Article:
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Can Exercise Overcome Environmental Impacts like Pollution on Diabetes Risk?

Oct 6, 2018
 

Author: Sheri R. Colberg, PhD, FACSM


Can exercise overcome environmental impacts like pollution on diabetes risk?

It’s known that lack of exercise, poor eating habits, genetics, and lifestyle factors can all contribute to the onset of prediabetes and type 2 diabetes. I have spent many years touting the benefits of lifestyle change to prevent and manage these health conditions—and in some cases reverse them. Exercise is a particularly important lifestyle management tool because of its ability to lower inflammation (the underlying cause of insulin resistance) naturally.

But what if being active by itself is not enough to overcome the negative environmental effects? Studies have been coming out for over a decade already examining the association between the onset of type 2 diabetes and persistent organic pollutants (POPs) like those found in pesticides, as well as air pollution emitted by cars and trucks. While we usually think of air pollution as mainly contributing to respiratory problems and lung diseases, there’s mounting evidence that it is also implicated in health conditions like type 2 diabetes.

A recent systematic review and meta-analysis (1) on studies conducted in Europe and North America reported a positive association between air pollution and risk of developing type 2 diabetes. In a recent study (2), air pollution was found to have contributed to 3.2 million new diabetes cases in 2016, or about 14 percent of the total, globally. In the United States, air pollution has been linked to 150,000 new cases of type 2 diabetes each year.

Although less evidence has been collected in developing countries where air pollution concentrations are much higher in many of them, long-term exposure to air pollution (including both ambient particulate matter and gaseous pollutants) has been reported to be associated with an increased risk of type 2 diabetes and higher fasting blood glucose levels, especially in individuals who were younger or overweight or obese, in 33 different regions of China (3).

Fresh off another trip to China (and exposure to an excess of smoggy air) where I lectured about the importance of lifestyle management to prevent and manage diabetes, I still find it hard to assess exactly how much of the environmental impact of poor air quality that exercise can overcome. Even though exercise is anti-inflammatory in nature, particulate matter and other toxins in the air are breathed in and lead to inflammation in the body, a state underlies most metabolic diseases, including insulin resistance, obesity, type 2 diabetes, heart disease, and more. Insulin resistance is present long before the onset of type 2 diabetes and results not only from inherited and lifestyle factors but also likely from environmental conditions. Unfortunately, developing countries that are more dependent on the use of coal are at greater risk. One in two people in China already has prediabetes or type 2 diabetes (compared to one in three in the U.S.). Rates of cigarette smoking are higher in China as well, and few, if any, regulations are in place to reduce exposure to second-hand smoke in the cities and even in office settings in many Chinese cities. (The cigarette smoke was heavy in one fitness/recreational area full of treadmills that I recently walked through in a building in Nanjing, China.)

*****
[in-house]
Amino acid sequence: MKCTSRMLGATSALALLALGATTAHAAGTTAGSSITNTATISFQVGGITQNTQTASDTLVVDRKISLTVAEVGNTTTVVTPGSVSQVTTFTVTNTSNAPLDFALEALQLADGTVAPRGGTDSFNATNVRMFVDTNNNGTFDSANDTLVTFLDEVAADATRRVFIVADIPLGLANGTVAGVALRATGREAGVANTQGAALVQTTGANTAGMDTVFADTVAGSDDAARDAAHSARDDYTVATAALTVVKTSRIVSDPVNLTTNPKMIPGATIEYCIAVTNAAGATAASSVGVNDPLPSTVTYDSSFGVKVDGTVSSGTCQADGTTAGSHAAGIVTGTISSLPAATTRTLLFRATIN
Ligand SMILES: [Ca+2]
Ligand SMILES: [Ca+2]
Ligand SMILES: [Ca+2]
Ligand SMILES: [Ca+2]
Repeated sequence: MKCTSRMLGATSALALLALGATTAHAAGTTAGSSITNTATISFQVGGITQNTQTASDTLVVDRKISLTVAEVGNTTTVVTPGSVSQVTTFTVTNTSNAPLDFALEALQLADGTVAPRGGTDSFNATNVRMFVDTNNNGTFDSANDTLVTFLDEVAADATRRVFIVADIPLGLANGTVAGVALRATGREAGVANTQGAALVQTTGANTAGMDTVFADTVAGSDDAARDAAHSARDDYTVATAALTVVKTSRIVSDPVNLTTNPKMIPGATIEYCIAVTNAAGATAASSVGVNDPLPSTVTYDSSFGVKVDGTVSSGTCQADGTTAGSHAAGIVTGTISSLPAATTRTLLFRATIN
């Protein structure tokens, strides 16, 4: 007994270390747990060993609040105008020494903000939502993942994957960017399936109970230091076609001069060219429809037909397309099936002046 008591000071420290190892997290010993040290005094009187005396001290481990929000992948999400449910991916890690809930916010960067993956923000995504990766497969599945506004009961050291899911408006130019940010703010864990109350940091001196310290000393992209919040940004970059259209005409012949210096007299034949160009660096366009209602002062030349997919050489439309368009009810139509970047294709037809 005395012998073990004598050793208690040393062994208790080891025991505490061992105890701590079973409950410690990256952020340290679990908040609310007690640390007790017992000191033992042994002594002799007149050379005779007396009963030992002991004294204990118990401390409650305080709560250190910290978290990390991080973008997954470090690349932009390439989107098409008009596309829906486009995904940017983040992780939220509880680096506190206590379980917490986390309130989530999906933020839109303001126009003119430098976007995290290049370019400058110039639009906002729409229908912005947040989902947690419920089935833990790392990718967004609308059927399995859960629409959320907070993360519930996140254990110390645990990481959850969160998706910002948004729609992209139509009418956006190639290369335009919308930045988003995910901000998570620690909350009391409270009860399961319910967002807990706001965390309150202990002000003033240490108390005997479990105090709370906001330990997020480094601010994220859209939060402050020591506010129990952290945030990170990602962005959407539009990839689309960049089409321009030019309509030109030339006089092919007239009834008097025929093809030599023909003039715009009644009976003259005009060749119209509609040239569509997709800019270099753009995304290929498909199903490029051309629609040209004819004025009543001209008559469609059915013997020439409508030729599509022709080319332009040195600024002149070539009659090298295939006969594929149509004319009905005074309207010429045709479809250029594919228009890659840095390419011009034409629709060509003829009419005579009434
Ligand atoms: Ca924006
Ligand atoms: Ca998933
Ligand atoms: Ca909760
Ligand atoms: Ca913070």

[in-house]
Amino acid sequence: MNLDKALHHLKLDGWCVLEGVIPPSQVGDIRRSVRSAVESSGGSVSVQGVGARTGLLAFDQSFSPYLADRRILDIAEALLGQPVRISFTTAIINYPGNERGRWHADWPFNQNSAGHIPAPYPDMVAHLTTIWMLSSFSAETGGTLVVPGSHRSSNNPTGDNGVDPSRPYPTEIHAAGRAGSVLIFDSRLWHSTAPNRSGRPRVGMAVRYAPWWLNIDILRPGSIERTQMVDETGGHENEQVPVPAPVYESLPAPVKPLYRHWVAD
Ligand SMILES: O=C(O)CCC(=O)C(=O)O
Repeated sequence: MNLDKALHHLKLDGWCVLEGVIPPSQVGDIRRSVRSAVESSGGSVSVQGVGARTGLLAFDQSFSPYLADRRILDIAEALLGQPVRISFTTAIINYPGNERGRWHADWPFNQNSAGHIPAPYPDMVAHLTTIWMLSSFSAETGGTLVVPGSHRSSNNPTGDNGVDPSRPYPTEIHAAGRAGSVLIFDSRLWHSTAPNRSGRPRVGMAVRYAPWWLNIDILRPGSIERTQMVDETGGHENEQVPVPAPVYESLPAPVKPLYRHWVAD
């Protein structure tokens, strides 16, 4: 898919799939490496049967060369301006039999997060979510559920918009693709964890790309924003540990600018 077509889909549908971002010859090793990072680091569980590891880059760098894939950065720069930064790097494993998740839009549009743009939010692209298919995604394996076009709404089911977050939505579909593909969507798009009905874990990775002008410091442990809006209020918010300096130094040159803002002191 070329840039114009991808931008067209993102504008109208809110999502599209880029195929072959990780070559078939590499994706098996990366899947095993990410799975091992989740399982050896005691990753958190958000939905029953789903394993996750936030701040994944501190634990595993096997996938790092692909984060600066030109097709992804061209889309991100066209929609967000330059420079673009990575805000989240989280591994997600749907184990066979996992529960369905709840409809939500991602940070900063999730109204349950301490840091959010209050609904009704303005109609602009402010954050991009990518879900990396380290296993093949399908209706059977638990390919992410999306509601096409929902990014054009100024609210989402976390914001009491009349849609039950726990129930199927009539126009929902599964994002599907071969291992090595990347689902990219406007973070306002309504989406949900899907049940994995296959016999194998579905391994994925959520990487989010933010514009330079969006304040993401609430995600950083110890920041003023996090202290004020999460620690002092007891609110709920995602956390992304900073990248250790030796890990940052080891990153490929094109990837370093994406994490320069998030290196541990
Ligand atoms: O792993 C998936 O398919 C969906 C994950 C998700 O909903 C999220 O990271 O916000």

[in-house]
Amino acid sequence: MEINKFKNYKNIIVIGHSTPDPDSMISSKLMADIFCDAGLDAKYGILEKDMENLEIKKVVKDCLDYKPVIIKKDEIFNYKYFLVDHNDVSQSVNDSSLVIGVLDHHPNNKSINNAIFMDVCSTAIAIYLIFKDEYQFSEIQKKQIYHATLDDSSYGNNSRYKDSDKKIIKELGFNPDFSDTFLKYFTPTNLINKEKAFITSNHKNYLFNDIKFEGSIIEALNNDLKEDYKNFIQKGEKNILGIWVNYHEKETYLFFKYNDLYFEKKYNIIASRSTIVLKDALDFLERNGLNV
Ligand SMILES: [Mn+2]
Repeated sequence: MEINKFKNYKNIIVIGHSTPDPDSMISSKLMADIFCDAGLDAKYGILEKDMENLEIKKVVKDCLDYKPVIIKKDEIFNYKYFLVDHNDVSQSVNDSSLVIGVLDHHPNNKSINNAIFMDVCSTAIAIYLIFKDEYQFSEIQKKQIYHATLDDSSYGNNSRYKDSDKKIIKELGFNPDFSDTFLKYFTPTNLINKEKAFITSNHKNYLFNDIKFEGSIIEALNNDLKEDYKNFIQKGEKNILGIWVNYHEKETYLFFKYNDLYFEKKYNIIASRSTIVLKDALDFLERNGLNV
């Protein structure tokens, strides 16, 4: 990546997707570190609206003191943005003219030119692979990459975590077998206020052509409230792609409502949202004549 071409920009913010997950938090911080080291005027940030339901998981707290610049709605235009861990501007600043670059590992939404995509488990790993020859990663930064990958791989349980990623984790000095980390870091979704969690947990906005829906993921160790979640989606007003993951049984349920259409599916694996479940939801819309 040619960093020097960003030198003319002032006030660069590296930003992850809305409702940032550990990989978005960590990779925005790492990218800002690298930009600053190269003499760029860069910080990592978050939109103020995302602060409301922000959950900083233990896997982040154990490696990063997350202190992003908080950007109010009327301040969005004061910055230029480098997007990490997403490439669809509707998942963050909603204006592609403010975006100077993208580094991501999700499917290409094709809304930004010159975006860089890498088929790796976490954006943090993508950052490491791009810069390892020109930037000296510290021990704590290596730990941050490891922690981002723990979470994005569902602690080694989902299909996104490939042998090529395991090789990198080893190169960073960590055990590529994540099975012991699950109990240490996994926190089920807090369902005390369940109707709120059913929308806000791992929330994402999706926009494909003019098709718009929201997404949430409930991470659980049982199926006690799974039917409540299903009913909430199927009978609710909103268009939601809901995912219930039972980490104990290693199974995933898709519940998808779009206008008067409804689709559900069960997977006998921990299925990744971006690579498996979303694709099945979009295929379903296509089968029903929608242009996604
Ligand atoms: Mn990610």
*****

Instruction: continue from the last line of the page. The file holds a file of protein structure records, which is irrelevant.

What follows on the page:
So, then, how much of the inflammatory effect of polluted air can the anti-inflammatory properties of exercise cancel out? Although we can’t control all the air that we breathe and even if healthy lifestyle habits, including a better diet, more physical activity, improved gut health, and a weight loss regimen, are not enough to overcome the effects of environmental pollution, it’s still likely that lifestyle improvement can drive down the risk of getting type 2 diabetes or improve your ability to manage it. Just do your best to limit your exposure to particulate matter in the air by exercising indoors on days with worse air quality (regardless of where you live), wearing a mask to limit your exposure to air pollution when outdoors, and avoiding cigarette smoke (both indoors and outdoors) as much as possible.

References cited:

  1.     Eze IC1, Hemkens LG, Bucher HC, Hoffmann B, Schindler C, Künzli N, Schikowski T, Probst-Hensch NM. Association between ambient air pollution and diabetes mellitus in Europe and North America: systematic review and meta-analysis. Environ Health Perspect. 2015 May;123(5):381-9. doi: 10.1289/ehp.1307823.
  2.     Bowe B, Xie Y, Li T, Yan Y, Xian H, Al-Aly Z. The 2016 global and national burden of diabetes mellitus attributable to PM2·5 air pollution. Lancet Planet Health. 2018 Jul;2(7):e301-e312. doi: 10.1016/S2542-5196(18)30140-2.
  3.     Yang BY, Qian ZM, Li S, Chen G, et al. Ambient air pollution in relation to diabetes and glucose-homoeostasis markers in China: a cross-sectional study with findings from the 33 Communities Chinese Health Study. Lancet Planet Health. 2018 Feb;2(2):e64-e73. doi: 10.1016/S2542-5196(18)30001-9.

Sheri R. Colberg, PhD, is the author of Diabetes & Keeping Fit for Dummies, as well as Diabetic Athlete’s Handbook—currently being revised and published as The Athlete’s Guide to Diabetes in February 2019. She is Professor Emerita of Exercise Science from Old Dominion University and an internationally recognized diabetes motion expert. The author of 12 books, 27 book chapters, and over 400 articles, she was honored with the 2016 American Diabetes Association Outstanding Educator in Diabetes Award. Contact her via her websites (SheriColberg.com and DiabetesMotion.com).